Uneasy calm in Indian Kashmir on Islamic festival day

NEW DELHI: An uneasy calm prevailed in Indian-administered Kashmir on Monday as people celebrated a major Islamic festival during an unprecedented crackdown after India moved to strip the disputed region of its constitutional autonomy and imposed an indefinite curfew.

All communications and the internet remained cut off for an eighth day Monday.

News reports say authorities will allow Eid al-Adha prayers at neighbourhood mosques during the day but will not permit large congregations to avoid anti-India protests.

The security lockdown appeared aimed at avoiding a backlash in India's only Muslim-majority region where most people oppose Indian rule. The restrictions had been briefly eased on Friday for residents to attend mosque prayers, and people also were allowed to shop for the Eid festival on Saturday and Sunday.

Magistrate Shahid Choudhary tweeted late Sunday that he held a meeting with religious leaders for prayer arrangements and visited several venues.


Also Sunday, as people were shopping in Srinagar, the main city in Indian-controlled Kashmir, the New Delhi Television News channel showed video of jeeps fitted with loudspeakers moving in the region after lunchtime, telling people to return to their homes and shopkeepers to shut markets. NDTV said the move may have been prompted by sporadic clashes that took place in Srinagar after the restrictions were relaxed on Saturday.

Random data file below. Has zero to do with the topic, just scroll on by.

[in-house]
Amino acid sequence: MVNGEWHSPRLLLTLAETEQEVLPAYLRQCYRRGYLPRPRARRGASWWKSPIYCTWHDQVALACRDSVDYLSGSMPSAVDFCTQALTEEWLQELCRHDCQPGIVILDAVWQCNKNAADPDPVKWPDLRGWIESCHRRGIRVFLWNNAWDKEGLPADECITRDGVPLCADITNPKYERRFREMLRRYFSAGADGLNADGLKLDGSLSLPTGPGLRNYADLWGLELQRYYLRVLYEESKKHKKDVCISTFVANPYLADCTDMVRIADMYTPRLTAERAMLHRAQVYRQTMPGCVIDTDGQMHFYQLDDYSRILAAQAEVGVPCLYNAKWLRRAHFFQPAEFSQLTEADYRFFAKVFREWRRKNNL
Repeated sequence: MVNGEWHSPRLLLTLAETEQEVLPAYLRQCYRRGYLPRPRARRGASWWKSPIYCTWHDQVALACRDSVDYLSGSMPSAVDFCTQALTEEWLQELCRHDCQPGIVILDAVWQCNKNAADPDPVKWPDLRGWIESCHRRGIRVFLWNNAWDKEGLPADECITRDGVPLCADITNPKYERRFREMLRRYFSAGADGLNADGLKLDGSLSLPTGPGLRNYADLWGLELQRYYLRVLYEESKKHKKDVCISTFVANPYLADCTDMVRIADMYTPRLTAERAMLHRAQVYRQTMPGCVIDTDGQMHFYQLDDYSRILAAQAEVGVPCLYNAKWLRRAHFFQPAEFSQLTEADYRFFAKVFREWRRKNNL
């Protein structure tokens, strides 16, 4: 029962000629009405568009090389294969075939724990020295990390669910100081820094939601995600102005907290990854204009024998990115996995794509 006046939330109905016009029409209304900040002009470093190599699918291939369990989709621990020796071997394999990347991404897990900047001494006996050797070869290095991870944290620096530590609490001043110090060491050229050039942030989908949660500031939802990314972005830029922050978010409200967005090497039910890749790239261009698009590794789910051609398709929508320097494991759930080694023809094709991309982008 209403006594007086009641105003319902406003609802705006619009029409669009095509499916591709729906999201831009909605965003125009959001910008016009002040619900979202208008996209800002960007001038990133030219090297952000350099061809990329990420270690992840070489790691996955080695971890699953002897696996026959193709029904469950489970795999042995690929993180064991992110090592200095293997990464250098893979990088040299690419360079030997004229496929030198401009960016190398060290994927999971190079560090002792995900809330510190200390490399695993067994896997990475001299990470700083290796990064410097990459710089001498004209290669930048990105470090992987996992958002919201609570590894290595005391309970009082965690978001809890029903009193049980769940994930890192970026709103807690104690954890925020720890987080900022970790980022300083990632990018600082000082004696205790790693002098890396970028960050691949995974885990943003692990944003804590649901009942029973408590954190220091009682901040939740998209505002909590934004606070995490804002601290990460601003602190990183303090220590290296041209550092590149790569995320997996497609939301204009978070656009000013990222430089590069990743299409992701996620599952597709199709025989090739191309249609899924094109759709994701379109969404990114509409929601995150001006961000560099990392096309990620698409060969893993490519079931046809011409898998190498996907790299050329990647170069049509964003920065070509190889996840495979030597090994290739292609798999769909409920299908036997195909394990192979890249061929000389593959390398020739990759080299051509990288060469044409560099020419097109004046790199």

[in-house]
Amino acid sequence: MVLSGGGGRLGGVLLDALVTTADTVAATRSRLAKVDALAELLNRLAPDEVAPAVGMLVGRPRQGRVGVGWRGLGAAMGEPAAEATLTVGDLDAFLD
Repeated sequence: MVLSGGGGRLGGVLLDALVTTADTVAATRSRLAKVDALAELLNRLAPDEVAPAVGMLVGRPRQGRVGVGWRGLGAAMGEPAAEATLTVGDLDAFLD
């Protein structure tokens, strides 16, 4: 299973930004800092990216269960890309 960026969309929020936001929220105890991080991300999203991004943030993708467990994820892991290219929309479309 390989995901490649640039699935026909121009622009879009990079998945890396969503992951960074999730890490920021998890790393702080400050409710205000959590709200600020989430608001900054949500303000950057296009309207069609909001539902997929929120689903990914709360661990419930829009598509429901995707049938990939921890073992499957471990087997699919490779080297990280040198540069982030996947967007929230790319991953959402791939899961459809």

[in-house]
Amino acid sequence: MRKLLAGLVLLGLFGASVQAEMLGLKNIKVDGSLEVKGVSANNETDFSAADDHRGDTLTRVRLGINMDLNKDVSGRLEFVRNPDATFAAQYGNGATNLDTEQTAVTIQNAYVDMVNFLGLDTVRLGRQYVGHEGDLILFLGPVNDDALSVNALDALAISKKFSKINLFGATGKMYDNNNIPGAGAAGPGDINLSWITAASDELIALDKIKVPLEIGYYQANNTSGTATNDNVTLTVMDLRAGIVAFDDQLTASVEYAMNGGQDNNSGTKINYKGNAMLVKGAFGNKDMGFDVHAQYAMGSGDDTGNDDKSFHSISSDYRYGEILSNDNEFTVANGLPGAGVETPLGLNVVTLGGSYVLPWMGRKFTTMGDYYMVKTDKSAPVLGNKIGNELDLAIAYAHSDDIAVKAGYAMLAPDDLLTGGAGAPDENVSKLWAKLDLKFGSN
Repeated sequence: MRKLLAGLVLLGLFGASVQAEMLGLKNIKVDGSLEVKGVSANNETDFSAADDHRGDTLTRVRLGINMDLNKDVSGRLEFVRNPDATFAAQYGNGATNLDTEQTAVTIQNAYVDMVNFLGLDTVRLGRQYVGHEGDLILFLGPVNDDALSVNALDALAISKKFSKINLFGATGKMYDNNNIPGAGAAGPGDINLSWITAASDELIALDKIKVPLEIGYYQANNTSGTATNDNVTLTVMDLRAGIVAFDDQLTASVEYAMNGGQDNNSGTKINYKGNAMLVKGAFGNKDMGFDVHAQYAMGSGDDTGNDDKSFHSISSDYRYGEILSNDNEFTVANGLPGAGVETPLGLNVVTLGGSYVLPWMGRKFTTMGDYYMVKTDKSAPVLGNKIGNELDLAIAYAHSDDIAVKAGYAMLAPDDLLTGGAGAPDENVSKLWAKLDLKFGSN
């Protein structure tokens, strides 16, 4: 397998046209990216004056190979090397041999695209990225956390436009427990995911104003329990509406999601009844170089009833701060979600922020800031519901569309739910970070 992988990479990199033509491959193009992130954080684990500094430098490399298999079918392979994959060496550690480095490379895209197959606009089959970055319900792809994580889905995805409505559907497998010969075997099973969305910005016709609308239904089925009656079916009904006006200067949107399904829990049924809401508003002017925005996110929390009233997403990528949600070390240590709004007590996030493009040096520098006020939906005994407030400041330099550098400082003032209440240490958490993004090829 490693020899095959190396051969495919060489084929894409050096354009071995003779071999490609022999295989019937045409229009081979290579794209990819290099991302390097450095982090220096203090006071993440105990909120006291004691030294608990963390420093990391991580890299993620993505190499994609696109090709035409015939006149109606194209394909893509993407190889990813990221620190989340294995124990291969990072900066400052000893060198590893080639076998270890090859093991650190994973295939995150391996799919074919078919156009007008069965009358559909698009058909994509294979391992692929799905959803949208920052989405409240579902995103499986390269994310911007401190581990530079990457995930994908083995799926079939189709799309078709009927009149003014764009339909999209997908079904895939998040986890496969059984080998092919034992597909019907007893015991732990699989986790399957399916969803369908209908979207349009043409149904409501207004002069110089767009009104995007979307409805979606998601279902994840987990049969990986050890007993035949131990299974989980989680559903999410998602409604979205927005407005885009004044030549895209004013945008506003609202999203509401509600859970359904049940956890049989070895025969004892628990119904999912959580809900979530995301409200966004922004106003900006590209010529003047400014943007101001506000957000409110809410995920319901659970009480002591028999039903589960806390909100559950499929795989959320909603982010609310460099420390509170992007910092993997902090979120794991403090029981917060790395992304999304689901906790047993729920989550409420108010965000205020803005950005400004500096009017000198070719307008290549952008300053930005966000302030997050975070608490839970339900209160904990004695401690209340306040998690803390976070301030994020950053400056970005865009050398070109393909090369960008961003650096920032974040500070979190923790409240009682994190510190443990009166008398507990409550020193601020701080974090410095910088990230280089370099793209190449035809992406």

Thousands of additional troops were sent to the disputed Himalayan region before India's Hindu nationalist-led government said last Monday that it was revoking Kashmir's special constitutional status and downgrading its statehood.

Prime Minister Narendra Modi said in an address to the nation that the move would free the territory of "terrorism and separatism" and accused India's archrival Pakistan of fomenting unrest.

Kashmir is claimed in full by both nations and divided between them, and rebels have been fighting Indian rule in the portion it administers for decades.